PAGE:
Political: Constituency: Oldham [Lancashire]: correspondence.

Reference code: CHAR 3/1

Part of: CHAR 3
Next record: CHAR 3/2

Date: 12 Apr 1900 - 17 Dec 1901

Scope/content:

Correspondents include: Arthur Balfour [later 1st Lord Balfour] explaining why he is unlikely to be able to speak at Oldham; Joseph Chamberlain regarding the arrangements for him to attend a meeting at Oldham; Gerald FitzGibbon, William St John Brodrick [later Lord Midleton], Lord Curzon [earlier George Nathaniel Curzon], 5th Lord Rosebery [earlier Lord Dalmeny], 3rd Lord Salisbury [earlier Lord Cranborne], Reverend Henry Montagu Butler, and Edward Dicey congratulating WSC on his election victory at Oldham; Henry Chaplin [later Lord Chaplin] writing [mistakenly] about WSC's election defeat at Oldham; John Worthington (3) regarding local Conservative Party organisation and his position as party agent; R F Ware (Oldham Conservative Association Organizing Secretary and Registration Agent) (3) regarding local matters and office accommodation.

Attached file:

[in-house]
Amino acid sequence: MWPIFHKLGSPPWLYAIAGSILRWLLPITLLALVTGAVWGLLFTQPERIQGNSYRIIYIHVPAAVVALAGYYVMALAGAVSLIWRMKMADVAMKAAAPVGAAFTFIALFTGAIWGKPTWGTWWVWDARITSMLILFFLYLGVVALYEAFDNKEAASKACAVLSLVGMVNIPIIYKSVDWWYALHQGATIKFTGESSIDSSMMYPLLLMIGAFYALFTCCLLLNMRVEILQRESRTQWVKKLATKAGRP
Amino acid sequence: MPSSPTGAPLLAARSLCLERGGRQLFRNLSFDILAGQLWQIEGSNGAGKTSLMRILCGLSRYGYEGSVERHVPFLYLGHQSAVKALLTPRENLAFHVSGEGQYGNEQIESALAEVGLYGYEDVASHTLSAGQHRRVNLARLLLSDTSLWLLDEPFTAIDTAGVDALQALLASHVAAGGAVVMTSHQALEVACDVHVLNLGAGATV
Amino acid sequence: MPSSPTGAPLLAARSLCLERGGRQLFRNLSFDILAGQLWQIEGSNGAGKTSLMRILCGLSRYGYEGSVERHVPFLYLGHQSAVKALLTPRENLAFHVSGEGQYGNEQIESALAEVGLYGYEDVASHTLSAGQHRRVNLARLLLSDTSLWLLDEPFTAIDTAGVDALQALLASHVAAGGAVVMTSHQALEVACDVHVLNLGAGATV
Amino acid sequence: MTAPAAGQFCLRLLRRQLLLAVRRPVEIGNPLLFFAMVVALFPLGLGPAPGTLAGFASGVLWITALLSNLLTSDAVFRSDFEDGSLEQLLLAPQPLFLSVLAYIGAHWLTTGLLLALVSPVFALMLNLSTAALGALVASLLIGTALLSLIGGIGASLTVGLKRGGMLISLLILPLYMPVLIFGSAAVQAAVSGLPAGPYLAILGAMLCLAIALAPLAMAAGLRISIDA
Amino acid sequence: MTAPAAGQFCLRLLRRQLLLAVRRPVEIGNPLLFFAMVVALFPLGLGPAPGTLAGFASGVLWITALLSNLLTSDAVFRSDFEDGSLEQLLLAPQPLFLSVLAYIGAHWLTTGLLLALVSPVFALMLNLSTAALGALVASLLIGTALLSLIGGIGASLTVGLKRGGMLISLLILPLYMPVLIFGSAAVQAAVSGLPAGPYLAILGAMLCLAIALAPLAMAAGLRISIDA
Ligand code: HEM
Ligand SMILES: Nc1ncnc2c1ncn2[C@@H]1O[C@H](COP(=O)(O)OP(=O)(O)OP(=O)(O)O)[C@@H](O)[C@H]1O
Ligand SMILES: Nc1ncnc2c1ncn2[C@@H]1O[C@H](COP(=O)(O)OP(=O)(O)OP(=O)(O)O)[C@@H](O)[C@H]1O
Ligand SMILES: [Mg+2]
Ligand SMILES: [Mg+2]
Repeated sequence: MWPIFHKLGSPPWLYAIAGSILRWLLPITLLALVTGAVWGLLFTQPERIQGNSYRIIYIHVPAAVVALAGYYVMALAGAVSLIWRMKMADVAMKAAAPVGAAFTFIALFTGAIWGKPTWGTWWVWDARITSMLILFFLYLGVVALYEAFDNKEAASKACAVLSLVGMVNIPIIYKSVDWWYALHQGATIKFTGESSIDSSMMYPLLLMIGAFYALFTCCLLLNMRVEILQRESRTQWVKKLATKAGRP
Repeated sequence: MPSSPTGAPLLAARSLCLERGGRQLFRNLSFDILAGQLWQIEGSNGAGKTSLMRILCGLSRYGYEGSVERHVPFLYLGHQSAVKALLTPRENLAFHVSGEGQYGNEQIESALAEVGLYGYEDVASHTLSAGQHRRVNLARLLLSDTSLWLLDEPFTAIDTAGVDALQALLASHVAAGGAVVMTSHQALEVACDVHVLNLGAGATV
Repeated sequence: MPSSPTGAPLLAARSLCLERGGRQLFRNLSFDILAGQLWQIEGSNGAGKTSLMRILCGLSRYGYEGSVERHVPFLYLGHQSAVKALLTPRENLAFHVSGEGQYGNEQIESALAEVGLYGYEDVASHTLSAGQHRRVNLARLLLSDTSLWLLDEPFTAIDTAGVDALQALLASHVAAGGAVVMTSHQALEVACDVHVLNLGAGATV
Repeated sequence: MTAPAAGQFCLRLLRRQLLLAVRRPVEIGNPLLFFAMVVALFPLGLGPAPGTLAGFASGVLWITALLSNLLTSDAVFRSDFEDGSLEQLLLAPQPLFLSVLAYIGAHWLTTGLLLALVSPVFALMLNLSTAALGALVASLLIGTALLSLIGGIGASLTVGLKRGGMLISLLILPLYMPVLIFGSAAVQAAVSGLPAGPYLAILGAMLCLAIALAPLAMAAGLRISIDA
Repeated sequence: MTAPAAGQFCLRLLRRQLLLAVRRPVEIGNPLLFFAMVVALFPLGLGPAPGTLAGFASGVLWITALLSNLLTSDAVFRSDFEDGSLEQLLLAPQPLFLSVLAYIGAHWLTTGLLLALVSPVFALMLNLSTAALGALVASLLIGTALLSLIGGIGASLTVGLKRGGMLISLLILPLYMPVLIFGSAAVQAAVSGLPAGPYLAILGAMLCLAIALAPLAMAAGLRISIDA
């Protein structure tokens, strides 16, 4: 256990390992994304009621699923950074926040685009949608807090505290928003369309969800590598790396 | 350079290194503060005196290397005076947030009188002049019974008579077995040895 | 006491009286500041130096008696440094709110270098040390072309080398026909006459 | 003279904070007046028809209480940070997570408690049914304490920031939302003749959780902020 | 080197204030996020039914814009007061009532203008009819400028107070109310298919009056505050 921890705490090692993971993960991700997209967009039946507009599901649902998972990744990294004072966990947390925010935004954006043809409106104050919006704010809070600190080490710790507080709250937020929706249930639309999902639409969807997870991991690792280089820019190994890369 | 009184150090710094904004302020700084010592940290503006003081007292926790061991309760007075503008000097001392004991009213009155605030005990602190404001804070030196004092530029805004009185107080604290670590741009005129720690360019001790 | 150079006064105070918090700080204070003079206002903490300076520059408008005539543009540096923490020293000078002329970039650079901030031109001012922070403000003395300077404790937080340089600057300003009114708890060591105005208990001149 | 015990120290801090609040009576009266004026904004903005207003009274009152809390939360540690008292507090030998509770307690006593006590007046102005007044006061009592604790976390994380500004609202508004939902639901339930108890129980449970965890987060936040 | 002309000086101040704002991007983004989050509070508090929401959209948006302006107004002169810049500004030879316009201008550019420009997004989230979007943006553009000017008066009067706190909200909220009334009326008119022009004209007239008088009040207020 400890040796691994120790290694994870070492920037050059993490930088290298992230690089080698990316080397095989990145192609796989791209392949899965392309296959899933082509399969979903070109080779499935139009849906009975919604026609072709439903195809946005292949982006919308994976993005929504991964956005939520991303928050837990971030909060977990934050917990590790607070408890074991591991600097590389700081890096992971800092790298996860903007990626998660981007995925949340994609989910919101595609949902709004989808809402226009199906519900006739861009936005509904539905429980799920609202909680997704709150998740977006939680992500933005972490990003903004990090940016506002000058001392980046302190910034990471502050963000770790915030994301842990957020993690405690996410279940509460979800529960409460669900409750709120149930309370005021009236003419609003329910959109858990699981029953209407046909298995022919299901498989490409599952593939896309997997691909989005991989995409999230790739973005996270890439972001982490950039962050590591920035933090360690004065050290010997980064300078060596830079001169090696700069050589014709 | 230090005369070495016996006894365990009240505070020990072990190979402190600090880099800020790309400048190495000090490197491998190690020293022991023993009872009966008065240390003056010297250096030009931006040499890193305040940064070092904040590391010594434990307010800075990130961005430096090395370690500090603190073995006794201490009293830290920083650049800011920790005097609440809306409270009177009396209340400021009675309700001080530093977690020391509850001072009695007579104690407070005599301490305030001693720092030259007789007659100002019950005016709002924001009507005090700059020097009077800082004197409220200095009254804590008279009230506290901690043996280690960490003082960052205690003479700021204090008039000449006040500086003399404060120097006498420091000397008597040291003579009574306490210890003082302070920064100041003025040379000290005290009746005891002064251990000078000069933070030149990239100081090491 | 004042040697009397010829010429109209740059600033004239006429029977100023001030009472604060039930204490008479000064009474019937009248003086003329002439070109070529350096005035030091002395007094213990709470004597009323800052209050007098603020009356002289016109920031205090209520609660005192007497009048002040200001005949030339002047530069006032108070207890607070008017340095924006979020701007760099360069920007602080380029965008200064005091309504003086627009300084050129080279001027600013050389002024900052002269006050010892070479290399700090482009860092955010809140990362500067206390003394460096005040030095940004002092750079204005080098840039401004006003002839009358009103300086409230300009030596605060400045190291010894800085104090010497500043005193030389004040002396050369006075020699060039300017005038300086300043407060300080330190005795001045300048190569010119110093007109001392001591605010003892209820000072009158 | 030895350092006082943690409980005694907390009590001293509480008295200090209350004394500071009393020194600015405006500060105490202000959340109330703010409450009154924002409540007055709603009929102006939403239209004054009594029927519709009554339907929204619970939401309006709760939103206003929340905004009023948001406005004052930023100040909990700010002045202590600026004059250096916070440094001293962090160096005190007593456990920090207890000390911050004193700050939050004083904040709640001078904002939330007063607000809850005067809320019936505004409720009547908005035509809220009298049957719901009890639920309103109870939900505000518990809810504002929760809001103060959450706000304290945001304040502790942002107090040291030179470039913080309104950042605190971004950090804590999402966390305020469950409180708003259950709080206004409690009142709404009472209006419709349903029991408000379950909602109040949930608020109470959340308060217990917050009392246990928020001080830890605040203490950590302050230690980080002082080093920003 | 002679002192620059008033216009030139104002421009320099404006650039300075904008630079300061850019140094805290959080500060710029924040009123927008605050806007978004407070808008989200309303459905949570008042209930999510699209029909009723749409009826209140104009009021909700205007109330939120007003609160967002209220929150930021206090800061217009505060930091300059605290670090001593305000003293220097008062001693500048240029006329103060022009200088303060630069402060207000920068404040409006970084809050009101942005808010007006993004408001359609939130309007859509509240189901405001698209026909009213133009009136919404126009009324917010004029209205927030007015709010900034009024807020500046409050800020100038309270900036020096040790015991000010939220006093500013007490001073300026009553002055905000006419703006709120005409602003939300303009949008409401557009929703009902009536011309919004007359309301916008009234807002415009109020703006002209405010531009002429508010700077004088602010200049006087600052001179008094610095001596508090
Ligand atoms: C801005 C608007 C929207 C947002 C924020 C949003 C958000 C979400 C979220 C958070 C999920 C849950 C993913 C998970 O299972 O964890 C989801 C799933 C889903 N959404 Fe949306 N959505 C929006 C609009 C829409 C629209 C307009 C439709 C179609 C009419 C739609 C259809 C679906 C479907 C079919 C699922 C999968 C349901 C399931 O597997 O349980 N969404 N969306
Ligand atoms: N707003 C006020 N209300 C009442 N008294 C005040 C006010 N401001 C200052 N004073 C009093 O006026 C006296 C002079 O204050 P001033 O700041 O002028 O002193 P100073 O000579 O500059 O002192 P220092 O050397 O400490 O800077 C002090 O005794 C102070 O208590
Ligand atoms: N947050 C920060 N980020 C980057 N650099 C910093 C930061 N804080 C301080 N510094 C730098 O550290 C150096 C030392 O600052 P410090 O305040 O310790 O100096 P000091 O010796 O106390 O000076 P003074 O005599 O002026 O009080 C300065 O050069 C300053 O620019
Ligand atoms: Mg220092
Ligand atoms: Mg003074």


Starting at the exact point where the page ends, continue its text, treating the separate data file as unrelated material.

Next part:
Other subjects include: approach to WSC by Conservative Association of Southport [Lancashire] asking him to stand as their candidate in General Election of 1900; WSC's campaign and election victory at Oldham, 1900; correspondence with Oldham Conservative Party officers; requests from constituents.

Also includes: reprint of speech by James Wood on opening of Oldham's new Assembly Halls, 17 Nov 1900; Ordnance Survey county map of Lancashire.

Keywords

UKAT

Corporate

Other details

Access: Physical: 1 bound file (72 folios)
Publication: Alternative format:
Original Reference: Language:

Contained records

Reference Record Date
CHAR 3/1/12 Letter from Joseph Chamberlain (Highbury, Moor Green Birmingham) to Winston Churchill on addressing a meeting at Oldham [Lancashire]. Chamberlain explains that he had a lot of meetings in the Birmingham district so would have to get back as soon as he could and discusses train times for his arrival and departure. In a postscript he hopes that Churchill's canvassing was being carefully managed, by volunteers if possible, explaining that although speeches were important, it was canvassing that brought in votes on the day. 23 Sep 1900